AIR POLLUTION (12735/05, 14335/05)
Letter from the Chairman to Ben Bradshaw
MP, Minister for Local Environment, Marine and Animal Welfare,
Department for Environment, Food and Rural Affairs
Thank you for your Second Supplementary Explanatory
Memorandum of 15 May 2006 which Sub Committee D (Environment and
Agriculture) considered at its meeting yesterday.
Action to combat air pollution is to be welcomed
but there is a risk that the measures to be introduced by the
proposed Directive are not as robust as they could be. The proposal
would introduce a non-mandatory provision to reduce PM2.5 by an
average of 20% across each Member State at urban background locations
by 2020. It will be important for the Government to work with
other Member States to ensure mandatory reduction requirements
are introduced in the future.
The proposed Directive also contains a provision
which would allow Member States up to five years further to comply
with existing limit values. This could potentially weaken the
public health protection offered by the existing air quality standards.
Member States must ensure its use is carefully controlled.
We note that the proposal indicates that a new
monitoring network will need to be in place by 2008 to assess
compliance with the proposal. We would be grateful for clarification
as to whether monitoring by each Member State will be mandatory.
15 June 2006
Letter from Ben Bradshaw MP to the Chairman
Thank you for your letter of 15 June informing
me of the Committee's decision to clear the proposed Directive
on Ambient Air Quality and Cleaner Air for Europe and, the Air
Thematic Strategy from scrutiny.
This Government remains committed to protecting
the public from the harmful effects of air pollution. The UK and
a few others pushed for an outcome more sensitive to the human
health implications of air pollution during these negotiations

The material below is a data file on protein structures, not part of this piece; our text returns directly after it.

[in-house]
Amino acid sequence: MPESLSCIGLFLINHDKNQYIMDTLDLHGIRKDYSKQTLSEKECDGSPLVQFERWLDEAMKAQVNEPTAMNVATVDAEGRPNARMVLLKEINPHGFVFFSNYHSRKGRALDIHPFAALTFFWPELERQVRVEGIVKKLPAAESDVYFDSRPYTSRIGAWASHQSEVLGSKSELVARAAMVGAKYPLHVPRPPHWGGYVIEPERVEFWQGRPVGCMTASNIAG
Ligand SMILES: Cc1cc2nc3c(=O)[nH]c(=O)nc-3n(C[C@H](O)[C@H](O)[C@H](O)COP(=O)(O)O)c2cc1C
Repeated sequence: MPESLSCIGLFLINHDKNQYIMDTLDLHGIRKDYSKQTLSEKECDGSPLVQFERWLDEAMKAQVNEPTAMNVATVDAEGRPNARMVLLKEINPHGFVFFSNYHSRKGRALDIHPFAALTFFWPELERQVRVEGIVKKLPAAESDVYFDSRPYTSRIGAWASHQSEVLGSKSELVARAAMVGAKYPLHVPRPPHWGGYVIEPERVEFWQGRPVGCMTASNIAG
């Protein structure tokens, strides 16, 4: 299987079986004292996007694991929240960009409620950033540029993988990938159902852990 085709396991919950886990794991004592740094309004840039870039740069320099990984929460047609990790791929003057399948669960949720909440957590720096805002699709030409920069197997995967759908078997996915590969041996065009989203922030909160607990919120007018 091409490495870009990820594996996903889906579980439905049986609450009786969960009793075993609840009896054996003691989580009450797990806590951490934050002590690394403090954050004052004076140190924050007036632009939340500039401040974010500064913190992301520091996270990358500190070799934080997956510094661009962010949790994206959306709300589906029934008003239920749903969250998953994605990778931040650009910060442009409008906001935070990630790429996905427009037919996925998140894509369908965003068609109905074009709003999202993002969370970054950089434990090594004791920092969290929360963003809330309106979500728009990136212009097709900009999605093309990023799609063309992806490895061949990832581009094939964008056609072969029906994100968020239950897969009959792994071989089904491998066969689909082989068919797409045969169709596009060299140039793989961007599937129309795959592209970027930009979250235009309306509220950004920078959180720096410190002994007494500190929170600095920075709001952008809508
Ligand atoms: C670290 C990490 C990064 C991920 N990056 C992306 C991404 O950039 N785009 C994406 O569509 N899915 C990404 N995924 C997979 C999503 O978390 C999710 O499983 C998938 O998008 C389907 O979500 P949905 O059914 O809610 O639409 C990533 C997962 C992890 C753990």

but were not entirely successful in achieving that objective.
As you may know during Council Working Group negotiations, we
championed the exposure reduction approach for fine particulate
matter and pushed for mandatory obligations to be defined (subject
to a review of scientific evidence). However, we faced strong
opposition to our proposals since there appears to be very little
political appetite in most Member States to take this step despite
a significant body of scientific evidence.
However, our negotiating position has helped
to raise awareness and the Directive will eventually lead a health
improvement for a wide section of the population. Exposure reduction
moves away from the current approach of controlling air pollution
in highly localised hotspots such as street corners where there
may be few people, or where people do not spend long periods of
time. It focuses on percentage reductions in concentrations of
fine particulate levels in areas where most of the population
lives, and therefore will lead to better air quality for a wider
section of the community.
The draft Directive introduces new standards
for fine particulates, and requires air quality monitoring in
urban background areas. Turning to your question, it will be mandatory
for Member States to compulsorily increase the number and types
of air pollution monitoring equipment currently in place in order
to be able to comply with the reporting requirements of the Directive.
28 June 2006
Letter from the Chairman to Ben Bradshaw
Thank you for your letter of 28 June in reply
to my letter of 15 June regarding the Directive on Ambient Air
Quality and the associated Thematic Strategy. Sub-Committee D
(Environment and Agriculture) considered your letter at its meeting
on 19 July.
We welcome the agreement on new air pollution
limits but support your assertion that mandatory obligations should
be defined. We recommend that the Government should continue to
work with the European Parliament and the other Member States
to ensure that mandatory obligations for fine particulate matter
(PM2.5) are set in regulation as soon as the reliable measurement
of such matter is established as technically possible.
20 July 2006